Also make sure to work to time – set a time limit for the meeting and stick to it.

 

7. Practice before your first call!

Practice the tech before you go for it. Again sounds obvious, but it’s amazing how many people wing it at the first meeting.

Things might go horribly wrong.

Video comms are entirely internet dependent, your broadband might not be as good at home. the laptop might be a bit ancient and uncooperative.

Or the dog might run in 🙂

So make sure to do a dummy run before you do this for the first time. You’ll be much more confident and won’t feel or appear as a rabbit in the headlights.

 

8. Use Zoom

Use the free Basic version of Zoom for live meetings of up to 40 minutes duration, with up to 100 participants.

It’s a fantastic platform, with features like virtual backgrounds to hide chaos in the living room and excellent recording options, even with the free plan. Currently experiencing a total boon as more meetings go online.

There’s a good demo here.

 

9. Set-up a private Facebook Group and use Facebook Live.

It’s an easy and quick solution if your video comms are temporary and predicted to be quite short-lived. Just set up a Facebook Group attached to one Facebook profile, with very limited access (all easy steps you can Google) and invite co-workers to join.

They can then participate in live chats and interact with live calls, without having to set up Zoom accounts.

It’s a very familiar interface to most people, so the learning curve is not as steep for a short-term solution.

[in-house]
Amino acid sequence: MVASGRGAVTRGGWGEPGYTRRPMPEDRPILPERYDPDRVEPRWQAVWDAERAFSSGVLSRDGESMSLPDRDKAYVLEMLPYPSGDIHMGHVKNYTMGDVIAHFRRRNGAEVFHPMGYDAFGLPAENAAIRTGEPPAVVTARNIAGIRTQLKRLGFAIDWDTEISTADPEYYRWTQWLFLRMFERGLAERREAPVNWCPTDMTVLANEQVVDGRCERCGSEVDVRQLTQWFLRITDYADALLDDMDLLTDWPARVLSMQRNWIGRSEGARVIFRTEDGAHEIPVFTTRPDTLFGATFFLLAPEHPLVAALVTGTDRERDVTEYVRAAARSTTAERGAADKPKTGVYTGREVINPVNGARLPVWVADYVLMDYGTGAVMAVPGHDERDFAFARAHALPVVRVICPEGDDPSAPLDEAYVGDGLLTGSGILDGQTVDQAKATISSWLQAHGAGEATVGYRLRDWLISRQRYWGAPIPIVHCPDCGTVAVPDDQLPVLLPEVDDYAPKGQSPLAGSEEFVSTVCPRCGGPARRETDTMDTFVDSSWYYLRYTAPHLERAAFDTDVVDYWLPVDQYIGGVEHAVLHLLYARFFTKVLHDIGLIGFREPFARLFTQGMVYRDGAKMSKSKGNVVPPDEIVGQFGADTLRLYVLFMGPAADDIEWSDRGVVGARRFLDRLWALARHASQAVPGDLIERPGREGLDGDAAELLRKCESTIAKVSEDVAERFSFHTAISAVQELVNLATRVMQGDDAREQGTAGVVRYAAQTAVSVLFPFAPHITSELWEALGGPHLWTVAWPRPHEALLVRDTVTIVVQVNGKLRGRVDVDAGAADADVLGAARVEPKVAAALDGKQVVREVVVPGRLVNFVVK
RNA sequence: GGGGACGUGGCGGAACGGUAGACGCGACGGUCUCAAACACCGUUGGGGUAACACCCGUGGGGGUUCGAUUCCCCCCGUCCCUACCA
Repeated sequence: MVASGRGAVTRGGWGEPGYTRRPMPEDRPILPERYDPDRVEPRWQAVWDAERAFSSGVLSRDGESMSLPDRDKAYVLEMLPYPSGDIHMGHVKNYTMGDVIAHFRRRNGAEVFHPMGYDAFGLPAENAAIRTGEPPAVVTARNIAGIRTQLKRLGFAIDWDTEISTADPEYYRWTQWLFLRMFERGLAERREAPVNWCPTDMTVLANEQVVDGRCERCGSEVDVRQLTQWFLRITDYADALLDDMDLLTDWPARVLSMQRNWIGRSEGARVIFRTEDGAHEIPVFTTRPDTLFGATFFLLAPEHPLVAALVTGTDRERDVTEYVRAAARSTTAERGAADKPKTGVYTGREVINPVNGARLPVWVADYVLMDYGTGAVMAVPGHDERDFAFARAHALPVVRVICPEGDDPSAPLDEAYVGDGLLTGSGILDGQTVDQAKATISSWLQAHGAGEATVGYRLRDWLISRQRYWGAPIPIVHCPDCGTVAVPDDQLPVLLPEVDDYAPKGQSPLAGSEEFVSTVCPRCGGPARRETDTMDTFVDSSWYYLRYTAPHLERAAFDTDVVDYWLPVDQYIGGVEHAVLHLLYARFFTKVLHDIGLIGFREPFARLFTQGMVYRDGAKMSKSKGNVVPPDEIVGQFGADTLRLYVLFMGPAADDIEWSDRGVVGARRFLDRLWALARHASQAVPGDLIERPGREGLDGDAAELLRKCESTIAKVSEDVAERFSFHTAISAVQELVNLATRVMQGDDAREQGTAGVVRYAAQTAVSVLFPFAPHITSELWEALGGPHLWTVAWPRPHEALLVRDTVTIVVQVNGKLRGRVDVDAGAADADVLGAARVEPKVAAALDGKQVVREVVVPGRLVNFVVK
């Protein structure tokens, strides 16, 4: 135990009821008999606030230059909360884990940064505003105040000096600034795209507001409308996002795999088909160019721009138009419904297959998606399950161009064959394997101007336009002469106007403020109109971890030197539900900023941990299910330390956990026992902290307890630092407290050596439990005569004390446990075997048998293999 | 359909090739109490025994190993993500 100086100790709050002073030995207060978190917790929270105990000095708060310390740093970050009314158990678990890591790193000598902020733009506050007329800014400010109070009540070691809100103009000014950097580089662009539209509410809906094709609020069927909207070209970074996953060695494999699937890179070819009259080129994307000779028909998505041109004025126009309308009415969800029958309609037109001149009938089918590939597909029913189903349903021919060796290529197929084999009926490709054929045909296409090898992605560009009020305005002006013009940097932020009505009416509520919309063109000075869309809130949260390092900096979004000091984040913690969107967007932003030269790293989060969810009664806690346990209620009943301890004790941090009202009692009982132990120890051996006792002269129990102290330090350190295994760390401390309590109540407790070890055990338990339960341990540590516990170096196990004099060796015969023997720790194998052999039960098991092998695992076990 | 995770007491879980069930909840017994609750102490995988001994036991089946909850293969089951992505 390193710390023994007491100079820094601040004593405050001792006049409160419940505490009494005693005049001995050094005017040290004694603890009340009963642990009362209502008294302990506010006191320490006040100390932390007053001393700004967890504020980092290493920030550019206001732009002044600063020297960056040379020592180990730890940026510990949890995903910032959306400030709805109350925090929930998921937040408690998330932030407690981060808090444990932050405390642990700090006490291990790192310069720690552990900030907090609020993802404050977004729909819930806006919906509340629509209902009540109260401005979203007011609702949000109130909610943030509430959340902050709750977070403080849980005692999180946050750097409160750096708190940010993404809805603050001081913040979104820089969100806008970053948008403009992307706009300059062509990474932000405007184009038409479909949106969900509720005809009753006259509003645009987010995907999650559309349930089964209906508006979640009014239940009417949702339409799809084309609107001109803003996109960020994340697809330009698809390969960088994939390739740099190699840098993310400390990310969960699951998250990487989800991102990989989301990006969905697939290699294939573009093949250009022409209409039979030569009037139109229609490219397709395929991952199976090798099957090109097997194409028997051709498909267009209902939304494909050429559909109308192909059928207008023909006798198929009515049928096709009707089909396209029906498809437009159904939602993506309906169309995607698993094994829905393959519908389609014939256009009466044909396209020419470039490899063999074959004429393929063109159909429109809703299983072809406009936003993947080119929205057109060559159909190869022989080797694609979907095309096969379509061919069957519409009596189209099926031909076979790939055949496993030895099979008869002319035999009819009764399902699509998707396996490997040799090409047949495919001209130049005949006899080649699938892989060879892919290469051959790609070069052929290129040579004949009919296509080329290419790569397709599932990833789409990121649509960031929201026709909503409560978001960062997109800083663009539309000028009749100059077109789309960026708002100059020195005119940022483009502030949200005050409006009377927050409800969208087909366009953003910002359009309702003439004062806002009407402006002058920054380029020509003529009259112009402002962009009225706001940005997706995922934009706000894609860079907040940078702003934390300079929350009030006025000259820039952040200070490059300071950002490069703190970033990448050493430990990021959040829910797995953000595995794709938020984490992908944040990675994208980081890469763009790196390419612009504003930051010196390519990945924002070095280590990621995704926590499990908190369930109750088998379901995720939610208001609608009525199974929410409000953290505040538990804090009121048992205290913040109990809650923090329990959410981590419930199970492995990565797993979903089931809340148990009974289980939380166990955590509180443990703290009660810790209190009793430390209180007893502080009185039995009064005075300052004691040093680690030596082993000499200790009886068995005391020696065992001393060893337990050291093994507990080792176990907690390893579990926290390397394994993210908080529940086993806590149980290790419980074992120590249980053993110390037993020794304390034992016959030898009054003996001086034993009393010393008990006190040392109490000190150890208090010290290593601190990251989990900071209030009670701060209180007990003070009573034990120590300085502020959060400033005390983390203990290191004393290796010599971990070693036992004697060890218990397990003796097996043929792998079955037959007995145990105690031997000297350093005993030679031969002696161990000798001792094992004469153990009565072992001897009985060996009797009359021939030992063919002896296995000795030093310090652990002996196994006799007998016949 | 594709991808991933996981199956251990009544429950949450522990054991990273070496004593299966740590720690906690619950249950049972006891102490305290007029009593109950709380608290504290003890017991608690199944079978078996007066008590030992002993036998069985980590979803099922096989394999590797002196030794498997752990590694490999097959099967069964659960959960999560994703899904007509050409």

There’s a good walk-through here.

 

10. Use Loom to record

Use Loom for recorded presentations and briefings. It’s a brilliant tool that allows you record using your computer screen, so you can share documents, powerpoints or even your live browser.

It works really well for calls that don’t require interactivity, and questions and conversation can happen following viewing.

Editing after recording is also easy peasy.

See how to use it here.

 

11. Enjoy yourself!

Covid-19 is an unprecedented crisis that has made video comms essential, but you know what…comms are going that way anyway.

It’s high time to embrace and enjoy the potential of video for business that has to get done, regardless of what else is going on in the world.

Get on with it!

 

 

 

Niamh Guckian is the Director of  Go Motion Academy

Expert training in video for social media, internal communications and digital marketing.